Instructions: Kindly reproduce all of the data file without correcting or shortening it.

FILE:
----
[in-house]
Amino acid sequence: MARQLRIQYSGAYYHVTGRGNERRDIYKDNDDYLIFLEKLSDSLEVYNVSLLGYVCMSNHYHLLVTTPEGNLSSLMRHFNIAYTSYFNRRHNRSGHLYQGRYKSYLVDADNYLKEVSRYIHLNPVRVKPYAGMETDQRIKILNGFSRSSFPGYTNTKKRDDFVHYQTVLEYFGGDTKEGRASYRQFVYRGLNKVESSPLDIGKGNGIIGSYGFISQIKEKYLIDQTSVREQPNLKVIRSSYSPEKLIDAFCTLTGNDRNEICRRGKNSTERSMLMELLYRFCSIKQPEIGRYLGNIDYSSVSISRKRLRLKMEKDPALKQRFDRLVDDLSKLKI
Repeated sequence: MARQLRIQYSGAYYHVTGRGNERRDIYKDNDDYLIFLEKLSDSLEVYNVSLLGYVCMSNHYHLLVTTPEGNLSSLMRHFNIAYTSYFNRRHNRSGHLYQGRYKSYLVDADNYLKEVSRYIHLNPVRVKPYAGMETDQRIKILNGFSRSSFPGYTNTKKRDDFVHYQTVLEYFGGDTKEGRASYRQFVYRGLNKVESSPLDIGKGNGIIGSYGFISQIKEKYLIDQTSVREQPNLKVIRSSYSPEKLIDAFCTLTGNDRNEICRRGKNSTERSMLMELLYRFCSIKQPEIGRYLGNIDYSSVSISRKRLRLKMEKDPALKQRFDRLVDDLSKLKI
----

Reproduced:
[in-house]
Amino acid sequence: MARQLRIQYSGAYYHVTGRGNERRDIYKDNDDYLIFLEKLSDSLEVYNVSLLGYVCMSNHYHLLVTTPEGNLSSLMRHFNIAYTSYFNRRHNRSGHLYQGRYKSYLVDADNYLKEVSRYIHLNPVRVKPYAGMETDQRIKILNGFSRSSFPGYTNTKKRDDFVHYQTVLEYFGGDTKEGRASYRQFVYRGLNKVESSPLDIGKGNGIIGSYGFISQIKEKYLIDQTSVREQPNLKVIRSSYSPEKLIDAFCTLTGNDRNEICRRGKNSTERSMLMELLYRFCSIKQPEIGRYLGNIDYSSVSISRKRLRLKMEKDPALKQRFDRLVDDLSKLKI
Repeated sequence: MARQLRIQYSGAYYHVTGRGNERRDIYKDNDDYLIFLEKLSDSLEVYNVSLLGYVCMSNHYHLLVTTPEGNLSSLMRHFNIAYTSYFNRRHNRSGHLYQGRYKSYLVDADNYLKEVSRYIHLNPVRVKPYAGMETDQRIKILNGFSRSSFPGYTNTKKRDDFVHYQTVLEYFGGDTKEGRASYRQFVYRGLNKVESSPLDIGKGNGIIGSYGFISQIKEKYLIDQTSVREQPNLKVIRSSYSPEKLIDAFCTLTGNDRNEICRRGKNSTERSMLMELLYRFCSIKQPEIGRYLGNIDYSSVSISRKRLRLKMEKDPALKQRFDRLVDDLSKLKI